• If you're planning to drive in London, note that the city has a "Congestion charge". This means that you are required to pay a fee for every day that you drive within the defined zone (the zone covers most of the city). This charge is explicitly intended to cut down the number of vehicles driving in the city at peak times; it is priced high enough to get people who don't have to drive in the city to use public transport instead.

  • Parking in London is difficult and astonishingly expensive. You need to plan ahead and make sure you know what parking facilities are available at your destination and how much it will cost, otherwise you'll be in for a lot of pain. For most destinations in Greater London, parking is inadequate and you should consider public transport as a better option.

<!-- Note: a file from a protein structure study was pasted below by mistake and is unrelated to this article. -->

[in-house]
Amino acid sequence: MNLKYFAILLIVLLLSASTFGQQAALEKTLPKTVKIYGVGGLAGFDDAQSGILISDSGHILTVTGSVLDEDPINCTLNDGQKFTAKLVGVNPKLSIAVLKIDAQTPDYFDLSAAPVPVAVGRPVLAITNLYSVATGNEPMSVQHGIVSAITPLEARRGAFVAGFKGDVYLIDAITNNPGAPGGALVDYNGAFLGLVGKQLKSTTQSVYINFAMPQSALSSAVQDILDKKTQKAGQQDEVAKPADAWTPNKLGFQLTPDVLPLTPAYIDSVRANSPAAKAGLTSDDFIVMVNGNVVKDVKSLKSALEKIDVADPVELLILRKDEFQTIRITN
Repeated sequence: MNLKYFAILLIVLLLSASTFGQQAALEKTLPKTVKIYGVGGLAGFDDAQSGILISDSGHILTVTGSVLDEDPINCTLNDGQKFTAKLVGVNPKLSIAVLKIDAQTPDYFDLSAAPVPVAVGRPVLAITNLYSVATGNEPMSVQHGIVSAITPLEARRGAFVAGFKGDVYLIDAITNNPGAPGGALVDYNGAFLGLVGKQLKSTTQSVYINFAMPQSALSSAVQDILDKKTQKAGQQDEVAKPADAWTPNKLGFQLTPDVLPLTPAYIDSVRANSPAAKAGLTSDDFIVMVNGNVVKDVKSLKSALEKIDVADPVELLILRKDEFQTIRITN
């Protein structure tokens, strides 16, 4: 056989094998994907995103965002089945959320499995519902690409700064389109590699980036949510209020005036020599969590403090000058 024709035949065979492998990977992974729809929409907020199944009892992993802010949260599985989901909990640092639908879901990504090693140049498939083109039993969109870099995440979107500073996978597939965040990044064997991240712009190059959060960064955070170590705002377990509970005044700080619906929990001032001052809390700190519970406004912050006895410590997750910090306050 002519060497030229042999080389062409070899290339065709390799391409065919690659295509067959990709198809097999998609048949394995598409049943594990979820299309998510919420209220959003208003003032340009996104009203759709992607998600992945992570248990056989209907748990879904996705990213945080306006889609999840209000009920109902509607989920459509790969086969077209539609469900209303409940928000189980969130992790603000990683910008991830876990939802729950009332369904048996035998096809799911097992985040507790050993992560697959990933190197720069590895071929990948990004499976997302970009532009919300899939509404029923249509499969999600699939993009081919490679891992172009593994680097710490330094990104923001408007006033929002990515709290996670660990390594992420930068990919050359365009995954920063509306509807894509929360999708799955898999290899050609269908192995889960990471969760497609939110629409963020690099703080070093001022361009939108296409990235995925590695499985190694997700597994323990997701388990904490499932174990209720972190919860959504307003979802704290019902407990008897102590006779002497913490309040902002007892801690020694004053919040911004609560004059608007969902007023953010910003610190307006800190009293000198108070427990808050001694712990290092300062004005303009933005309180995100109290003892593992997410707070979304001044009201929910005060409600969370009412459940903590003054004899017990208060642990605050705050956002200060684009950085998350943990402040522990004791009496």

• Beware of Bus lanes. London and most other British towns and cities have a lot of roads and lanes dedicated to buses. You will get steep fines if you drive on them. They are monitored by camera and generate a lot of revenue for towns even from locals; as a visitor, it can be very easy to get caught out.

  • Narrow roads and complex one-way systems. The UK's cities have existed for a very long time; road layouts pre-date the invention of the car, and it shows. Layouts are often a jumbled and confusing mess. Make sure you have a good quality sat-nav, and that its maps are up-to-date.

  • Watch the signs and road markings when approaching a junction, and make sure you are in the correct lane for the direction you want to go before you get to the junction. If you're in the wrong lane, you may find yourself being forced into taking the wrong exit; the traffic flow may not let you move across at the last minute.